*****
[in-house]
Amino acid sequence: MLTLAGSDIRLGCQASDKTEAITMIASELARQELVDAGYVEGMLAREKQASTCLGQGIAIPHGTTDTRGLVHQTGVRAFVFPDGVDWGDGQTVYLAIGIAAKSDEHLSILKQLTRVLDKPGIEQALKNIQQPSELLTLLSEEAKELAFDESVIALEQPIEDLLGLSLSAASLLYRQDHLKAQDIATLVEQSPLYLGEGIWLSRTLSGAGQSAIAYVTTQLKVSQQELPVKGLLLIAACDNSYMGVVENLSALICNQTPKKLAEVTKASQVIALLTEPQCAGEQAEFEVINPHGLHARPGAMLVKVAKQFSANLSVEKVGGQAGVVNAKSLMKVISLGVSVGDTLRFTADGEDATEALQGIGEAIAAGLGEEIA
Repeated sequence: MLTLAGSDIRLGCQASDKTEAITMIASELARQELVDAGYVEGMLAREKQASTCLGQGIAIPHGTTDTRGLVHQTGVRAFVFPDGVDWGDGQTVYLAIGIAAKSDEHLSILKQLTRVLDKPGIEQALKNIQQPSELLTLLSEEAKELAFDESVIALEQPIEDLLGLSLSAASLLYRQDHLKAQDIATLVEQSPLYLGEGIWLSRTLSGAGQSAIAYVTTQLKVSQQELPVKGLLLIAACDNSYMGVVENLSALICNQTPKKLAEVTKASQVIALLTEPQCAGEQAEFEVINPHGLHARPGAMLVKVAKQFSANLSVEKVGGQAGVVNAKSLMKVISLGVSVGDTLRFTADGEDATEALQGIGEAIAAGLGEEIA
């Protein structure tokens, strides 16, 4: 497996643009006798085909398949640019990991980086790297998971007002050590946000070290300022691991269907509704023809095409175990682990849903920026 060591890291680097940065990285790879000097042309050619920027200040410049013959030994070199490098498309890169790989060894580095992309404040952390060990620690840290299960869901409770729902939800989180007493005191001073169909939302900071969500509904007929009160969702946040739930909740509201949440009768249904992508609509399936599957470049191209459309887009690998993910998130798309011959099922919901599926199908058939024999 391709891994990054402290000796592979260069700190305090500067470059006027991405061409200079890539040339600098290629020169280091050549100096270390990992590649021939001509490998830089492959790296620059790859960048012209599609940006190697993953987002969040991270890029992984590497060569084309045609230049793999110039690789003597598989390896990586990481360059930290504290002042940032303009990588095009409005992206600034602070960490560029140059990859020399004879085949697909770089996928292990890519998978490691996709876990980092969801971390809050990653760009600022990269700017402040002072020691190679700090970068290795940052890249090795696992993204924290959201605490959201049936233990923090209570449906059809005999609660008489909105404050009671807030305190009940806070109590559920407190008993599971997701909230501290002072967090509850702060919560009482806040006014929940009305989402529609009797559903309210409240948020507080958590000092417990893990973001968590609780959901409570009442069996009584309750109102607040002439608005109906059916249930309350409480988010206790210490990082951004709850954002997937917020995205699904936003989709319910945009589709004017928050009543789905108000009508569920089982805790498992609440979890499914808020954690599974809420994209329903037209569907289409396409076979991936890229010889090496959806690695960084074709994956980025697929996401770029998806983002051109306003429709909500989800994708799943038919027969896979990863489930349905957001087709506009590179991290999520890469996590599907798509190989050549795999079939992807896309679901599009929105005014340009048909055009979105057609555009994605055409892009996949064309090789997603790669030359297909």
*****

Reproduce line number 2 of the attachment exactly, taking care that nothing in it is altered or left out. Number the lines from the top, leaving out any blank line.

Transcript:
Amino acid sequence: MLTLAGSDIRLGCQASDKTEAITMIASELARQELVDAGYVEGMLAREKQASTCLGQGIAIPHGTTDTRGLVHQTGVRAFVFPDGVDWGDGQTVYLAIGIAAKSDEHLSILKQLTRVLDKPGIEQALKNIQQPSELLTLLSEEAKELAFDESVIALEQPIEDLLGLSLSAASLLYRQDHLKAQDIATLVEQSPLYLGEGIWLSRTLSGAGQSAIAYVTTQLKVSQQELPVKGLLLIAACDNSYMGVVENLSALICNQTPKKLAEVTKASQVIALLTEPQCAGEQAEFEVINPHGLHARPGAMLVKVAKQFSANLSVEKVGGQAGVVNAKSLMKVISLGVSVGDTLRFTADGEDATEALQGIGEAIAAGLGEEIA